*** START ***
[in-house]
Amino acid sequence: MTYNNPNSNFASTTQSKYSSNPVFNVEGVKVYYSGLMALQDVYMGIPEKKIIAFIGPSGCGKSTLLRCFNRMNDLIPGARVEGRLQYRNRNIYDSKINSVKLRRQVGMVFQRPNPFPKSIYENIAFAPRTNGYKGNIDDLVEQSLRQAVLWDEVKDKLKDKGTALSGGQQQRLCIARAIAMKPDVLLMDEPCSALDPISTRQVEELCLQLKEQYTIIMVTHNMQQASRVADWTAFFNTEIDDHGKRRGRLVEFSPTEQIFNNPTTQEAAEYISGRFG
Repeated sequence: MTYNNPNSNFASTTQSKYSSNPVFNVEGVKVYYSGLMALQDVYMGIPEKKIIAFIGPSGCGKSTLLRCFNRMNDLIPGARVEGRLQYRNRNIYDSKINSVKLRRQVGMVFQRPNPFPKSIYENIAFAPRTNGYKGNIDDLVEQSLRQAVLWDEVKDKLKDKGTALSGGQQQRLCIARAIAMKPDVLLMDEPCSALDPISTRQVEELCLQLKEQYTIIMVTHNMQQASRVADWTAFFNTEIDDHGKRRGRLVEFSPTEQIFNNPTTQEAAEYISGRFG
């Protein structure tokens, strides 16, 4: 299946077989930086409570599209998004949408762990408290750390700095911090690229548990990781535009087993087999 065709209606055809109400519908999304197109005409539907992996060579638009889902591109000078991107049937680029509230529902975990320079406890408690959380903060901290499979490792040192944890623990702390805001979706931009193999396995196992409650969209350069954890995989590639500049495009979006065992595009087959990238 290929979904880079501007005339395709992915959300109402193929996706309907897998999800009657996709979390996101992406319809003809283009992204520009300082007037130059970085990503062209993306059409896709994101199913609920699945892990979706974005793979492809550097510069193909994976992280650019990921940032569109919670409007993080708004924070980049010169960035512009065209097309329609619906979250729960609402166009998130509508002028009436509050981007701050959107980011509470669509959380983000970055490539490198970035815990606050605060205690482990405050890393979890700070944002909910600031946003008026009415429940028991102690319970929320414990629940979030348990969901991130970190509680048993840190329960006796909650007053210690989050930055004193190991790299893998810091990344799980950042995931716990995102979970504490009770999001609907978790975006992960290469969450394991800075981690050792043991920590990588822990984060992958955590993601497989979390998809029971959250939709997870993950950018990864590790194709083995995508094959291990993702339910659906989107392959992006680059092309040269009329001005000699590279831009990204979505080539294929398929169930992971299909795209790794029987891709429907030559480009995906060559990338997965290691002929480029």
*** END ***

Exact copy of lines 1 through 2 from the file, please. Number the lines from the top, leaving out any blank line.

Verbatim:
[in-house]
Amino acid sequence: MTYNNPNSNFASTTQSKYSSNPVFNVEGVKVYYSGLMALQDVYMGIPEKKIIAFIGPSGCGKSTLLRCFNRMNDLIPGARVEGRLQYRNRNIYDSKINSVKLRRQVGMVFQRPNPFPKSIYENIAFAPRTNGYKGNIDDLVEQSLRQAVLWDEVKDKLKDKGTALSGGQQQRLCIARAIAMKPDVLLMDEPCSALDPISTRQVEELCLQLKEQYTIIMVTHNMQQASRVADWTAFFNTEIDDHGKRRGRLVEFSPTEQIFNNPTTQEAAEYISGRFG